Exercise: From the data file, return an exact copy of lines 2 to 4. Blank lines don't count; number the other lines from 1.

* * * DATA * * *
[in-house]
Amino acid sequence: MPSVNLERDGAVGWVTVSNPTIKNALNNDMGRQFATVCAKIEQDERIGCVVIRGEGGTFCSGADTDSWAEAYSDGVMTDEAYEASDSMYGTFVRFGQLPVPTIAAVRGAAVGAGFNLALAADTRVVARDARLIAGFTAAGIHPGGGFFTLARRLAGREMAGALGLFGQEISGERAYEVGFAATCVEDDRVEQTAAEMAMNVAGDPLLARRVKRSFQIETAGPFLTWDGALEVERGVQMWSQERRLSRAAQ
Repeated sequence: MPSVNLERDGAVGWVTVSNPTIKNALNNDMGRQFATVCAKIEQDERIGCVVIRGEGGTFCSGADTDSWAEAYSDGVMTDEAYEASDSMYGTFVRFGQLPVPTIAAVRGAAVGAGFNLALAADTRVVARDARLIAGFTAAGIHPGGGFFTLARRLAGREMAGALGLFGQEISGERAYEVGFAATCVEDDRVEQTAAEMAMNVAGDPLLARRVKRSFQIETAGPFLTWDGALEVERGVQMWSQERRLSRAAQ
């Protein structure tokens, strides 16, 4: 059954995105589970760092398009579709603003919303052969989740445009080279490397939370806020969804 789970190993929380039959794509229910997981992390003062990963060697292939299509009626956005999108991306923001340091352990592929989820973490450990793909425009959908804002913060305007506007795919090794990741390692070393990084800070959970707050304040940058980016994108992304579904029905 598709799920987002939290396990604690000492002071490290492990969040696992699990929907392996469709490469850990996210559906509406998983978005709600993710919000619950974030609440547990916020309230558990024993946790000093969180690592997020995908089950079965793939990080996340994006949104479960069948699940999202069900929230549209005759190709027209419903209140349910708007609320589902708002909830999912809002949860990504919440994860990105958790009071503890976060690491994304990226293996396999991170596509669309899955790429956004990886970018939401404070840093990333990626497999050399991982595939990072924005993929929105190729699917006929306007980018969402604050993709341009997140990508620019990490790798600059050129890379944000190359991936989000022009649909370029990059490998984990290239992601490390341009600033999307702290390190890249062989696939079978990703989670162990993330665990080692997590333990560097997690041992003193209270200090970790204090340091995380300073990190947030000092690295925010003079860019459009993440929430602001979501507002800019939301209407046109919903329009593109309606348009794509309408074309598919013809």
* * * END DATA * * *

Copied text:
Amino acid sequence: MPSVNLERDGAVGWVTVSNPTIKNALNNDMGRQFATVCAKIEQDERIGCVVIRGEGGTFCSGADTDSWAEAYSDGVMTDEAYEASDSMYGTFVRFGQLPVPTIAAVRGAAVGAGFNLALAADTRVVARDARLIAGFTAAGIHPGGGFFTLARRLAGREMAGALGLFGQEISGERAYEVGFAATCVEDDRVEQTAAEMAMNVAGDPLLARRVKRSFQIETAGPFLTWDGALEVERGVQMWSQERRLSRAAQ
Repeated sequence: MPSVNLERDGAVGWVTVSNPTIKNALNNDMGRQFATVCAKIEQDERIGCVVIRGEGGTFCSGADTDSWAEAYSDGVMTDEAYEASDSMYGTFVRFGQLPVPTIAAVRGAAVGAGFNLALAADTRVVARDARLIAGFTAAGIHPGGGFFTLARRLAGREMAGALGLFGQEISGERAYEVGFAATCVEDDRVEQTAAEMAMNVAGDPLLARRVKRSFQIETAGPFLTWDGALEVERGVQMWSQERRLSRAAQ
């Protein structure tokens, strides 16, 4: 059954995105589970760092398009579709603003919303052969989740445009080279490397939370806020969804 789970190993929380039959794509229910997981992390003062990963060697292939299509009626956005999108991306923001340091352990592929989820973490450990793909425009959908804002913060305007506007795919090794990741390692070393990084800070959970707050304040940058980016994108992304579904029905 598709799920987002939290396990604690000492002071490290492990969040696992699990929907392996469709490469850990996210559906509406998983978005709600993710919000619950974030609440547990916020309230558990024993946790000093969180690592997020995908089950079965793939990080996340994006949104479960069948699940999202069900929230549209005759190709027209419903209140349910708007609320589902708002909830999912809002949860990504919440994860990105958790009071503890976060690491994304990226293996396999991170596509669309899955790429956004990886970018939401404070840093990333990626497999050399991982595939990072924005993929929105190729699917006929306007980018969402604050993709341009997140990508620019990490790798600059050129890379944000190359991936989000022009649909370029990059490998984990290239992601490390341009600033999307702290390190890249062989696939079978990703989670162990993330665990080692997590333990560097997690041992003193209270200090970790204090340091995380300073990190947030000092690295925010003079860019459009993440929430602001979501507002800019939301209407046109919903329009593109309606348009794509309408074309598919013809």